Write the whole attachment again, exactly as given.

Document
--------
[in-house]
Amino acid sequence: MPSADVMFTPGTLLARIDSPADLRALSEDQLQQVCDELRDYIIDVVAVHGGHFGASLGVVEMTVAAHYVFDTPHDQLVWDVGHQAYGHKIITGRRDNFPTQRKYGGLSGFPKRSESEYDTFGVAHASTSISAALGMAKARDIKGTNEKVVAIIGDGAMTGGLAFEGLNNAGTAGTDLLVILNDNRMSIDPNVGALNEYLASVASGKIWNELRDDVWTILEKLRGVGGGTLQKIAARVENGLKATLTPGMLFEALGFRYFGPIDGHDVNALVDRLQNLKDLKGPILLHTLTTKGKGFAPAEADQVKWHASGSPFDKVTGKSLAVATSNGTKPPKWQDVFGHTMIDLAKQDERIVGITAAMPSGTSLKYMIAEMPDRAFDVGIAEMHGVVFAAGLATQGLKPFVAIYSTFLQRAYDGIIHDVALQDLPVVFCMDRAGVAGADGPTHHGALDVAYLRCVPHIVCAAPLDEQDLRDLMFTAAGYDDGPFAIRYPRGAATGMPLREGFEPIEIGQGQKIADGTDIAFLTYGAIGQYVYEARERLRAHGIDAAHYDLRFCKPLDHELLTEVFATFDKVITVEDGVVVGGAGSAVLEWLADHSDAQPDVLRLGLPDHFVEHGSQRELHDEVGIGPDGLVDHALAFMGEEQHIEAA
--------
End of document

[in-house]
Amino acid sequence: MPSADVMFTPGTLLARIDSPADLRALSEDQLQQVCDELRDYIIDVVAVHGGHFGASLGVVEMTVAAHYVFDTPHDQLVWDVGHQAYGHKIITGRRDNFPTQRKYGGLSGFPKRSESEYDTFGVAHASTSISAALGMAKARDIKGTNEKVVAIIGDGAMTGGLAFEGLNNAGTAGTDLLVILNDNRMSIDPNVGALNEYLASVASGKIWNELRDDVWTILEKLRGVGGGTLQKIAARVENGLKATLTPGMLFEALGFRYFGPIDGHDVNALVDRLQNLKDLKGPILLHTLTTKGKGFAPAEADQVKWHASGSPFDKVTGKSLAVATSNGTKPPKWQDVFGHTMIDLAKQDERIVGITAAMPSGTSLKYMIAEMPDRAFDVGIAEMHGVVFAAGLATQGLKPFVAIYSTFLQRAYDGIIHDVALQDLPVVFCMDRAGVAGADGPTHHGALDVAYLRCVPHIVCAAPLDEQDLRDLMFTAAGYDDGPFAIRYPRGAATGMPLREGFEPIEIGQGQKIADGTDIAFLTYGAIGQYVYEARERLRAHGIDAAHYDLRFCKPLDHELLTEVFATFDKVITVEDGVVVGGAGSAVLEWLADHSDAQPDVLRLGLPDHFVEHGSQRELHDEVGIGPDGLVDHALAFMGEEQHIEAA